Fable 3 Review
developer: Lionhead Studios
|ESRB rating: M
release date: Oct 26, 10
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In 2005 I was completely immersed in a PC game called Fable: The Lost Chapters. It felt considerably more enjoyable than most games I played at the time. In short, it one of those games I remember fondly. The Xbox version of the game, which hit the market a year before received pretty solid reviews, although from I've gathered things were way better in The Lost Chapters, seeing as the developers threw in a whole new area to explore, many new quests and other cool new elements. Fable 2 was a slightly different story. Although it did perhaps put more emphasis on action, it still struck me as decent enough sequel. Of course, as tradition would have it, neither of these games lived up to Peter Molyneux's exaggerated pre-release enthusiasm and promises of 'revolutionary game experiences' and remarkable gameplay innovation. But he does tend to get overly excited about his work and we always found it in our hearts to forgive him (we really should stop doing that... but he's such a nice, nice man).
Fable 3 has been developed and promoted with similar enthusiasm on Peter's and Lionhead Studios' part. This time, however, a few drastic changes were actually made, so for instance, for the first time in the Fable series, the main character doesn't collect experience points and level up in a classic RPG sense. But we'll get to that a bit later.
You have something funny to say about my outfit?
Shit! I wish we were looking at a real map instead of this table cloth.
The third installment in the series, puts players into the turbulent time when the kingdom of Albion lies on the very brink of revolution - 50 years after the events in Fable 2. The journey starts in the royal palace. After the King's death, the rule fell upon the shoulders of his eldest son, Logan. As the Logan's younger brother (or sister, depending on what gender you choose), you are spared most of the strenuous duties of leadership. Pretty soon the shit hits the fan and you are forced to flee the palace, away from your brother. Luckily, you set out with your loyal friend and mentor Sir Walter Beck and will also be accompanied by your faithful servant, Jasper. Realizing that the kingdom is in a shambles, the hero must gather anybody who's willing to join him (or her) on a revolution against the tyrannical rule of King Logan.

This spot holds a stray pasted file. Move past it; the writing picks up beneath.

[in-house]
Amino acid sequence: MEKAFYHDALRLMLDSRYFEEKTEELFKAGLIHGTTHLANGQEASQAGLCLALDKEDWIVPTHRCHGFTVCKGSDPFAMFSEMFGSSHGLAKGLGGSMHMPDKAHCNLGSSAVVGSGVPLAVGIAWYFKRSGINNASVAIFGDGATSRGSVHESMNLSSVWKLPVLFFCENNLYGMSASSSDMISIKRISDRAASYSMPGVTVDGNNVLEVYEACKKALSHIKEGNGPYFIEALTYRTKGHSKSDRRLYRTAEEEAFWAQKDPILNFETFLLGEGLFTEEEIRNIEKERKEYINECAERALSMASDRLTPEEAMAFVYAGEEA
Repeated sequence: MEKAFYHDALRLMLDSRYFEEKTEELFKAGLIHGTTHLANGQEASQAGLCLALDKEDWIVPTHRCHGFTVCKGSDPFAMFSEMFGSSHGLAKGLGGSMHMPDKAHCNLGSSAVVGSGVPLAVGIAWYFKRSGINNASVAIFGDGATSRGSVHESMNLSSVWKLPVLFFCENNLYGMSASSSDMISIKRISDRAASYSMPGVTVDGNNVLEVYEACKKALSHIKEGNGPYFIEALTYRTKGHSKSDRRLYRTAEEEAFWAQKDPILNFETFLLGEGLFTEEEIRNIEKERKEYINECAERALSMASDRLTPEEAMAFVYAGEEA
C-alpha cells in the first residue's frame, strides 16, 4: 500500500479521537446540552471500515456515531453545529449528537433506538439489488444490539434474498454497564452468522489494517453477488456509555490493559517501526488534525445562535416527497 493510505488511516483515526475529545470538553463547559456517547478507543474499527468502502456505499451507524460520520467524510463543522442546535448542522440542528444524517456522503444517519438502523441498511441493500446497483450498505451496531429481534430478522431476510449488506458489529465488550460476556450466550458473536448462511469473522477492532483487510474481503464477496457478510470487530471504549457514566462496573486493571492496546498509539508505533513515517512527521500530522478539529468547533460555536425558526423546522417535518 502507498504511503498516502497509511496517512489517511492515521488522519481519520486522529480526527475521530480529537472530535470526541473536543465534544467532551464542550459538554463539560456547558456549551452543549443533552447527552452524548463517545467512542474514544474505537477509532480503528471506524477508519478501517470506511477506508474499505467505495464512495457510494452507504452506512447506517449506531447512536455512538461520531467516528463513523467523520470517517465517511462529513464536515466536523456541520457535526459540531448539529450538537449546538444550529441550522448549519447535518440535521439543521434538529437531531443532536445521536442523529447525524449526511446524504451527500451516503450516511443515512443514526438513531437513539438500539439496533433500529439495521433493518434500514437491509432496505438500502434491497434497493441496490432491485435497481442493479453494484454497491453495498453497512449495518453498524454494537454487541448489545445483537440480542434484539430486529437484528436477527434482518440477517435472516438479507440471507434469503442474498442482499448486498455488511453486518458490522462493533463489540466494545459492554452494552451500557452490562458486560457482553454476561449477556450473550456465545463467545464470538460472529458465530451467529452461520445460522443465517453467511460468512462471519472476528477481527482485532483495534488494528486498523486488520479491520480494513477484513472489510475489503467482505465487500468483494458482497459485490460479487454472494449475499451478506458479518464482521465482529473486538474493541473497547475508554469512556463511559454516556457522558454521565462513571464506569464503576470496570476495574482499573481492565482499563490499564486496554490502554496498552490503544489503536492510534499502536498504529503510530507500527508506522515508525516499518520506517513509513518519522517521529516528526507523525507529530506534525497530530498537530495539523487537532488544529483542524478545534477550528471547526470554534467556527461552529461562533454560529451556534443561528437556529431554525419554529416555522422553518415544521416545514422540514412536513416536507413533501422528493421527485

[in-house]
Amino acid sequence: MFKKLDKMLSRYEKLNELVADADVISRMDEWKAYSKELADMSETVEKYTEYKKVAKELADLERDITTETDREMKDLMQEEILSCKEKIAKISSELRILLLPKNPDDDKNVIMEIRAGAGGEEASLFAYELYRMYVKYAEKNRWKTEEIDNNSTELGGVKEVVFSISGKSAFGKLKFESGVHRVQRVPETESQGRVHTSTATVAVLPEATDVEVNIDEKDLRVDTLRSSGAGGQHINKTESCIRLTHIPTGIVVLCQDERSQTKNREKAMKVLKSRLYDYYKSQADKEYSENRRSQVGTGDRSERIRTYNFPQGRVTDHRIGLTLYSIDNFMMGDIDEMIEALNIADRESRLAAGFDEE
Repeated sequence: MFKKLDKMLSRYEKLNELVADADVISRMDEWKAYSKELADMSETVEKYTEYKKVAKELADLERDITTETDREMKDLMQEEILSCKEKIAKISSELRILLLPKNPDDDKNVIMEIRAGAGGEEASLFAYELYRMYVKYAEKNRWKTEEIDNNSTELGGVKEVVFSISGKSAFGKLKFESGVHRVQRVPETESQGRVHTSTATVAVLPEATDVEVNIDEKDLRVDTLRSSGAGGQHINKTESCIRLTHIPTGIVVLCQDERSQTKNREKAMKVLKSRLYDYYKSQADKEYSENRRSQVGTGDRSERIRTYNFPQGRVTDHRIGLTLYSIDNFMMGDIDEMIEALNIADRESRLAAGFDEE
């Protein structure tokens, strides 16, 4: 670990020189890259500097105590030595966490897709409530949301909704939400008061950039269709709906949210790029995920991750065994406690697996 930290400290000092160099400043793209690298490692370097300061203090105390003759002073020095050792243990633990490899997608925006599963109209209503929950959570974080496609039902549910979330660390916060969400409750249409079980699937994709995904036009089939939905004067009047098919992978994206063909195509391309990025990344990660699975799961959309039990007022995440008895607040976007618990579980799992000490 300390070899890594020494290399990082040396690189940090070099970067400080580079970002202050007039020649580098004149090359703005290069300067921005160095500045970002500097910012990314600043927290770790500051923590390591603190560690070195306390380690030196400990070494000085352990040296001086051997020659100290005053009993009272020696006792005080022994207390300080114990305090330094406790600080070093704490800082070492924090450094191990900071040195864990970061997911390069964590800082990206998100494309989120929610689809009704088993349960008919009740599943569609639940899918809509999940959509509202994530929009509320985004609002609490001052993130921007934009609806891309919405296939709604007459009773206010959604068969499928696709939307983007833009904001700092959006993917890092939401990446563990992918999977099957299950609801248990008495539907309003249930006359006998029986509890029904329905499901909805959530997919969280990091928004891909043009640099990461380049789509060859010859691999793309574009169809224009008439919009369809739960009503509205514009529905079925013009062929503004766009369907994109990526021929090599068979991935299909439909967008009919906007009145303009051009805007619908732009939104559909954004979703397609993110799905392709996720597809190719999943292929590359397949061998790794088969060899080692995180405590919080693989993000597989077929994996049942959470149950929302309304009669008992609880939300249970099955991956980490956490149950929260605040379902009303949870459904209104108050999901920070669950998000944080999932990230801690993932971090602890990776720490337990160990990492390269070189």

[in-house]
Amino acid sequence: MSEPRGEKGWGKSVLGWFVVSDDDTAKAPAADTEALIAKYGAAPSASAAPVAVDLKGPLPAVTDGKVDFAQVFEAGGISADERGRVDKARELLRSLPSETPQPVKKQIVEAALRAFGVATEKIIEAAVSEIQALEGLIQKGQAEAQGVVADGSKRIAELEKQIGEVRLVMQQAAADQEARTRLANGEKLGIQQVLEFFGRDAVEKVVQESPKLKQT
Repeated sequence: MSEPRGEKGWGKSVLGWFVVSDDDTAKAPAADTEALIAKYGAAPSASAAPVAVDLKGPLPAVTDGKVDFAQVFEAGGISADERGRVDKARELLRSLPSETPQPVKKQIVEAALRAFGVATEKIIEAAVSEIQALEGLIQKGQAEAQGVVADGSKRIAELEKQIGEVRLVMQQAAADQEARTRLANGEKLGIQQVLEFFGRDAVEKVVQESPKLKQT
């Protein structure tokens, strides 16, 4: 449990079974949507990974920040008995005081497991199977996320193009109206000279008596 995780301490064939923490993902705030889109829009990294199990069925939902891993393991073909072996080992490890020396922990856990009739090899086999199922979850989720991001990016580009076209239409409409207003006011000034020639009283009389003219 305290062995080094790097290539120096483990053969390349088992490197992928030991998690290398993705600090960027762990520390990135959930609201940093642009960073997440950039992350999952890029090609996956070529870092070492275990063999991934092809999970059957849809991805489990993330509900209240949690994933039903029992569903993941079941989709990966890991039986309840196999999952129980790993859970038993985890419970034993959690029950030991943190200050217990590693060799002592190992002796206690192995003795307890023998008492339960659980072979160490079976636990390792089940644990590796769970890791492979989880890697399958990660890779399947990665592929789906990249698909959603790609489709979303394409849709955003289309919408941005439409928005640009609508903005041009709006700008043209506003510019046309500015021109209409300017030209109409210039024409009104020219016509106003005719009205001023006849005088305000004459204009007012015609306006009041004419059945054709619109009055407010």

Lionhead Studios worked to make some changes to the gameplay, not the least of which is the exclusion of experience points. This time around, you won't be gathering experience via combat and then distributing skill points to various abilities or default character traits. Weapons speak louder than words here. Your character improves via his/her weapon, depending on one's style of play, of course. So, for instance, if you slaughter innocent people, your sword will change color and shape. Okay, you still gather guild points and those are used for perking up your combat abilities and social skills. This can only be done once you enter the 'hero realm' where you'll be able to unlock various chests, each containing a higher level of a certain skill.
Another big change is the removal of the pause menu, which was used for inventory, upgrades, etc. Now, instead of pausing, players are instantly transported to the hero sanctuary, where they can refit their character any way they wish. It's possible to customize appearance (everything from a variety of clothes to tattoos and facial hair) and change weaponry - be it melee, ranged or magic. While I'm sure players who enjoyed the traditional Fable gameplay mechanics, might object to these changes, it must be said that they all work rather well and they provide you with everything you need to continue your adventure.
So, what the hell is the game itself like? Well, in all honesty, in terms of combat and general action, it's completely the same as the two preceding titles in the Fable series. In a way, this is a good thing. The combat is fluent and easy to get into. On the other hand, it has a tendency to bore the player with each stroke of the character's sword. It's true that you can unlock an assortment of cool-looking finishing moves, but sadly that doesn't stop the action from becoming a bit repetitive. You can also add the fact that enemies are essentially what we've seen in Fable 1 and Fable 2, with a few new ones thrown in for good measure.
The ambience is as appealing as in every Fable game, beautiful surroundings, plenty of quests, the action is fun;
The repetitive nature of the combat, the part when you become a ruler is too short and a bit constricted, not the sequel we hoped for.